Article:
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Title: Enhanced Cover Assessment Project:Soil Manipulation and Revegetation Tests

The U.S. Department of Energy Office of Legacy Management is evaluating methods to enhance natural changes that are essentially converting conventional disposal cell covers for uranium mill tailings into water balance covers. Conventional covers rely on a layer of compacted clayey soil to limit exhalation of radon gas and percolation of rainwater. Water balance covers rely on a less compacted soil “sponge” to store rainwater, and on soil evaporation and plant transpiration (evapotranspiration) to remove stored water and thereby limit percolation. Over time, natural soil-forming and ecological processes are changing conventional covers by increasing hydraulic conductivity, loosening compaction, and increasing evapotranspiration. The rock armor on conventional covers creates a favorable habitat for vegetation by slowing soil evaporation, increasing soil water storage, and trapping dust and organic matter, thereby providing the water and nutrients needed for plant germination, survival, and sustainable transpiration. Goals and Objectives Our overall goal is to determine if allowing or enhancing these natural changes could improve cover performance and reduce maintenance costs over the long term. This test pad study focuses on cover soil hydrology and ecology. Companion studies are evaluating effects of natural and enhanced changes in covers on radon attenuation, erosion, and biointrusion. We constructedmore » a test cover at the Grand Junction disposal site to evaluate soil manipulation and revegetation methods. The engineering design, construction, and properties of the test cover match the upper three layers of the nearby disposal cell cover: a 1-foot armoring of rock riprap, a 6-inch bedding layer of coarse sand and gravel, and a 2-foot protection layer of compacted fine soil. The test cover does not have a radon barrier—cover enhancement tests leave the radon barrier intact. We tested furrowing and ripping as means for creating depressions parallel to the slope contour, bringing soil up into the rock riprap layer, and loosening and blending compacted fine soil with coarse sand and gravel layers. Objectives of these manipulations include (1) enhancing root growth, (2) increasing seed-soil contact, (3) catching runoff water for plant germination and growth, (4) increasing soil water storage capacity, and (5) enhancing deep drying by disrupting the capillary barrier at the interface of the bedding and protection layers.« less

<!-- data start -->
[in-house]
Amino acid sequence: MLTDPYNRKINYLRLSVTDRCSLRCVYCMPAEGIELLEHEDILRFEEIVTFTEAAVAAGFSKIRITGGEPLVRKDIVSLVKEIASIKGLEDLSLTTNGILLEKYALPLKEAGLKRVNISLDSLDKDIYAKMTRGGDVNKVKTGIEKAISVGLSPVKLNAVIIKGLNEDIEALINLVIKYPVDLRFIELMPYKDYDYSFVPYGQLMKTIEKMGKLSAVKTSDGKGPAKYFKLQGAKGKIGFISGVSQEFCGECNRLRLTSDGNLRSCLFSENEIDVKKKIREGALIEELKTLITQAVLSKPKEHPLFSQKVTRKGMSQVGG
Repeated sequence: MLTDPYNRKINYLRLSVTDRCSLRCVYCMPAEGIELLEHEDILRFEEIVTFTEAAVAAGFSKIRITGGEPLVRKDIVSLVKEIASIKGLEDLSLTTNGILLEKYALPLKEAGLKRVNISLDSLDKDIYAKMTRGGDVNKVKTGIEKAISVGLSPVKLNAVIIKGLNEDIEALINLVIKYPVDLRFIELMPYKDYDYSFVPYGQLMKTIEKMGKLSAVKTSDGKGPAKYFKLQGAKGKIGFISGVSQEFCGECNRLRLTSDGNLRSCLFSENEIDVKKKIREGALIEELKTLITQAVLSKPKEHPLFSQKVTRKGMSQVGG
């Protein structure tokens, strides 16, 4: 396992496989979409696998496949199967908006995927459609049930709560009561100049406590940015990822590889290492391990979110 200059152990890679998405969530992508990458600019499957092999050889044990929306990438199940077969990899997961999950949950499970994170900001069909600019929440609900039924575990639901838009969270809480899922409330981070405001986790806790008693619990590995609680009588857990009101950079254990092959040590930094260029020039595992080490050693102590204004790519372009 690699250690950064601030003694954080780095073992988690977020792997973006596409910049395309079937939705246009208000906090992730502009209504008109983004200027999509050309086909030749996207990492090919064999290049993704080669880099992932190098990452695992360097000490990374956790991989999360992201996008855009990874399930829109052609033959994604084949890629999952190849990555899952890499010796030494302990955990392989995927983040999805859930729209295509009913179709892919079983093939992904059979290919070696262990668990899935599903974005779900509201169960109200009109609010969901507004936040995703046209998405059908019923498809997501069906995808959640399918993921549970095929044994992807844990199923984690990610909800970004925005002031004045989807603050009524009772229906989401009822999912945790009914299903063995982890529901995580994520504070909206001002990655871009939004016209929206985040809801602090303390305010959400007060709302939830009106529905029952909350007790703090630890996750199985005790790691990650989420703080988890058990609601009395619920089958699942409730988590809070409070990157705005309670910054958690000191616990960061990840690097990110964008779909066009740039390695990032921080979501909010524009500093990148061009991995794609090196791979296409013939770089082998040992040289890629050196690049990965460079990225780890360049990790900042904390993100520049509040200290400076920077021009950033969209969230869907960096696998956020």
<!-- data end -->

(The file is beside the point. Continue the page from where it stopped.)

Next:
[1] ;  [2] ;  [3]
  1. Navarro Research and Engineering, Inc.
  2. Desert Research Inst. (DRI), Reno, NV (United States)
  3. University of Wisconsin-Madison
Publication Date:
OSTI Identifier:
Report Number(s):
DOE Contract Number:
Resource Type:
Program Document
Research Org:
US Department of Energy/Office of Legacy Management
Sponsoring Org:
USDOE Office of Legacy Management (LM), Office of Site Operations (LM-20)
Country of Publication:
United States